February 10, 2017

Floatovoltaics: Making a Splash in the Solar Industry

Anna Sciaruto, Solar Incentive Fellow

As solar energy becomes increasingly popular, there effectively becomes less space to install solar photovoltaic (PV) systems. Finding technically viable site locations for projects that require large amounts of space without encroaching on surrounding communities continues to challenge the solar industry and drive innovation. Traditionally, solar panels have been installed on rooftops, in open fields, along highways and in parking lots—until now!

Recently, floating solar photovoltaic panels, also known as floatovoltaics, have become increasingly popular in Japan, France and the United Kingdom. The project closest to home is on a reservoir in Millburn, New Jersey near the New Jersey American Water's Canoe Brook Water Treatment Plant. This project is one of the first successful uses of floatovoltaics in a region which experiences significant freezing and thawing throughout the year.

With 538 solar modules installed, the system generates 115 kilowatts of Alternating Current power per year, generating approximately 2% of the Plant's overall usage. Although this amount may seem small, the power generated from the system saves the utility approximately $16,000 per year in energy costs.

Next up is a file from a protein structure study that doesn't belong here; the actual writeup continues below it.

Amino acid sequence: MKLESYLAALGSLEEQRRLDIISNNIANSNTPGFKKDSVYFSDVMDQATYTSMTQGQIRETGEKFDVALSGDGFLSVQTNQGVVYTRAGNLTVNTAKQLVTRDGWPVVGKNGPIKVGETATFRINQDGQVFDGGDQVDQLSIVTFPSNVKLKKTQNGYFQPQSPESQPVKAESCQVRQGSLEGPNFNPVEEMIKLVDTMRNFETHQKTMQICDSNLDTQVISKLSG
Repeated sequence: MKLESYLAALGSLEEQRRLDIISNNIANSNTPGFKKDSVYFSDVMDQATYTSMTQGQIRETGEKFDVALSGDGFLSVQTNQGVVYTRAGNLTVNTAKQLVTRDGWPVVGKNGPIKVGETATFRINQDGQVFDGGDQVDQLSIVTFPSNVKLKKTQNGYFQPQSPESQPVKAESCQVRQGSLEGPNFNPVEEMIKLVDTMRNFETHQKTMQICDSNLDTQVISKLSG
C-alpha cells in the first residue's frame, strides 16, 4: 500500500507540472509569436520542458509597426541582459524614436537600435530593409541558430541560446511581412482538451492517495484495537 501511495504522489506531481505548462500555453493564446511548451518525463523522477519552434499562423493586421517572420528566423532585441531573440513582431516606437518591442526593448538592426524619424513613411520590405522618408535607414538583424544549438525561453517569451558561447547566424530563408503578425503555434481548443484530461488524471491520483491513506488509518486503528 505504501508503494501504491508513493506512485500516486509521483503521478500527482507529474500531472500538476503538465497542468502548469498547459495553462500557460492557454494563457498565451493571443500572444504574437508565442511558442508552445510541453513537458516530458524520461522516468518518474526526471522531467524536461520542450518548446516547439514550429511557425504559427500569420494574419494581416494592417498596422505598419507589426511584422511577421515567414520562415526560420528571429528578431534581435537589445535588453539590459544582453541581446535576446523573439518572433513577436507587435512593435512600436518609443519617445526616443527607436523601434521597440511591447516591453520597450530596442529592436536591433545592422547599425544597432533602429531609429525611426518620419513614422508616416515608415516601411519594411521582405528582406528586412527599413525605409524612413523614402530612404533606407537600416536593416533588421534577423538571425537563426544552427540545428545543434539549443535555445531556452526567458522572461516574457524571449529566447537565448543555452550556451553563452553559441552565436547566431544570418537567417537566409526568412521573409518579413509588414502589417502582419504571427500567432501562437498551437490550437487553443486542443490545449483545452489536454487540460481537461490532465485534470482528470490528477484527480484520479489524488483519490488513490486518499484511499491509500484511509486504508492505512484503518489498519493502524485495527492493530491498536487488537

Analyses from the use of floatovoltaic systems in Millburn as well as in other parts of the world, suggest that floating panels may be more advantageous in particular environmental contexts when compared to traditional ground mounted panels. As solar PV panels become hotter throughout the day, they also become less efficient. A typical PV module’s efficiency will be reduced roughly 0.5% for every degree Celsius of temperature increase. By placing panels in a body of water, the temperature is less variable. In a study conducted at Pomona College, researchers found that a pairing water and solar could increase production efficiency by 8-10%.

In addition, floatovoltaics have the potential to provide valuable shading to the bodies of water in which they are installed. This could not only cool the overall water temperature but also lower evaporation rates, ideal for drought-prone areas, and decrease algal blooms.

Massachusetts will continue to keep an eye on these advances in solar technology to ensure renewable energies stay afloat!